The culture of Malaysia is a fusion of many different traditions, and the business world is a reflection of this. There is no such thing as a “typical” Malaysian company. There are traditional Chinese family businesses, Indian-run small to medium ventures, Western multinational corporations led by executives of many different ethnicities and others. What they have in common is a history of working across cultures and adapting to different styles of work. Malaysian business, on the whole, is global and cosmopolitan.
English is the official language of business, but being able to converse in a business contact’s native tongue is a big plus because, as an Asian country, Malaysia values the preservation of the ethnic community and its prosperity. Some local companies are still run like a family. Harmony and hierarchy are ranked higher than professionalism — sometimes, at the expense of it. A group mentality and absolute compliance with authority are highly demanded by local employees. The harmony of the team and a show of respect for higher management are sometimes considered more important than personal productivity. This is less true for multinational companies based here that run on tight schedules and closely track performance.
The typical Malaysian work contract stipulates a 48-hour workweek, eight hours a day. Officially, the workday usually runs from 9 am to 6 pm, with a one-hour lunch break. It’s not uncommon for employees to come in early, stay late and work weekends without overtime pay. Working extra hours is regarded as a sign that the employee is hardworking and dedicated. Malaysian companies value hierarchy; leaving before the boss is considered disrespectful and a sign that the employee is not hardworking enough. Working longer hours does not necessarily contribute to increased productivity, but it is a Malaysian way of maintaining “face.”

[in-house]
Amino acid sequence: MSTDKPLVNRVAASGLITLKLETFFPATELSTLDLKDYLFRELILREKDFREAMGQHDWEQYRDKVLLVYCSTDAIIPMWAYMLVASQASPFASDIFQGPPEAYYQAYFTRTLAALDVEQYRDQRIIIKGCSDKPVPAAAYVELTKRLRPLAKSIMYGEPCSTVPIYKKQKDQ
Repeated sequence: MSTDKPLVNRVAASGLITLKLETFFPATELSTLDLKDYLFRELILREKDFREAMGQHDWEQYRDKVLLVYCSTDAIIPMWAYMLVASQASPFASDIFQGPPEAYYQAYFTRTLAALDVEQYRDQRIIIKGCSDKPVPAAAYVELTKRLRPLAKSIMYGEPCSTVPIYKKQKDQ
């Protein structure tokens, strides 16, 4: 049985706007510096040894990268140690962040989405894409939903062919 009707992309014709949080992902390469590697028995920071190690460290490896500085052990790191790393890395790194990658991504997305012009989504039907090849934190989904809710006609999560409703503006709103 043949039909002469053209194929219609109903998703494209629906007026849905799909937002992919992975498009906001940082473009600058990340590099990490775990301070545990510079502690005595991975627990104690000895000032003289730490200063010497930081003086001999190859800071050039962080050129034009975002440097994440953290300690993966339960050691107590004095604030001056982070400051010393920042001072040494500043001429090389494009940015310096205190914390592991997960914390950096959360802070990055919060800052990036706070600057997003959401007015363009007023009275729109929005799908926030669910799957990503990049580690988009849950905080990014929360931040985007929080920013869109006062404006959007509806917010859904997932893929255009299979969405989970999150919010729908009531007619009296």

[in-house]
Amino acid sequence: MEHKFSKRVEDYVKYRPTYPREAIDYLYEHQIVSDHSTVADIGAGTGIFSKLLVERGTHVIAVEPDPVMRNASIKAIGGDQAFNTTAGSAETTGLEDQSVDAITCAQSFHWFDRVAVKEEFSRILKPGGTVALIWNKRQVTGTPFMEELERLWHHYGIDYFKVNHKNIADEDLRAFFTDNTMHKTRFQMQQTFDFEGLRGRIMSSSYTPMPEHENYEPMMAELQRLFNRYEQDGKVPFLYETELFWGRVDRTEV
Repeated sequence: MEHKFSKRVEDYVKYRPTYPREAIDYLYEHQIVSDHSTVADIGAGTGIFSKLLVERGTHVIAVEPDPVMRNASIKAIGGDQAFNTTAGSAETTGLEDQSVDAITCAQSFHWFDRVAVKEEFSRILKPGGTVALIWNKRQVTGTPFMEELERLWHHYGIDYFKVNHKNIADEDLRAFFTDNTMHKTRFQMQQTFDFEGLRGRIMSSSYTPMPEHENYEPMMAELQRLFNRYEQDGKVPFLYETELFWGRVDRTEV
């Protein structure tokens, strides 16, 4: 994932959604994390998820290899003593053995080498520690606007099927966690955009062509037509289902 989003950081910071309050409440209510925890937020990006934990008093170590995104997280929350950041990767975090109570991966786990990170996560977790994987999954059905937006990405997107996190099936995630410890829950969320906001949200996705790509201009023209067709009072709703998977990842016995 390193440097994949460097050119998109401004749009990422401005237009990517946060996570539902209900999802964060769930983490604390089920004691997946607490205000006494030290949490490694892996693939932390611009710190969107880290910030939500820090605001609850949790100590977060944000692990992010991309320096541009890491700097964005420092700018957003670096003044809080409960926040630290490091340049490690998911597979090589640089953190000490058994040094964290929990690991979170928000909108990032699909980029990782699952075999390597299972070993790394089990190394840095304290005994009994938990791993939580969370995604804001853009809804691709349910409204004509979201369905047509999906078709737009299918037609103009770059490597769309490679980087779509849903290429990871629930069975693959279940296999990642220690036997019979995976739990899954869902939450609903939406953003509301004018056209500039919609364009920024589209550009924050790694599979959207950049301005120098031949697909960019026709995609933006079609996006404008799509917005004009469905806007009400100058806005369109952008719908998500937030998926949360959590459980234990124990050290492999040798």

Punctuality is expected for all employees. Being late is considered defiant, disrespectful and lacking commitment. However, higher management is not expected to be punctual because it shows they are busy and engaged.
The dress code for a Malaysian office is straightforward. Besides the standard long sleeve shirts with ties, men can wear smart short-sleeved shirts to cope with the tropical heat, paired with a blazer for a more-formal touch when meeting clients. Women’s attire is flexible, as long as it is at least “smart casual” and not too revealing, as this would be extremely inappropriate for the country’s Islamic culture.
A typical lunch break is one hour, but on Fridays, everyone gets a two-hour lunch break so Muslim employees can go to the mosque for Friday prayers. Men are obliged to go to the mosque, but women are not. They can opt to do their prayers in private, and most women choose to do so in order to use their longer breaks for other purposes: meeting friends, shopping and doing errands.
In a business group, the most senior person is introduced first, with full professional and honorific titles, followed by a handshake. You can say Salam while shaking hand. A slight bow is a sign of respect and should be done when greeting a higher-ranked person.
Use of last names/titles
Your business contact might come from one ethnicity or a mix of many. It is very natural and expected to ask, “How may I address you?” if you are confused, so don’t be afraid to ask. Once they tell you their preferred way of addressing them, repeat with the Mr./Ms./Mrs. courtesy title as a show of respect.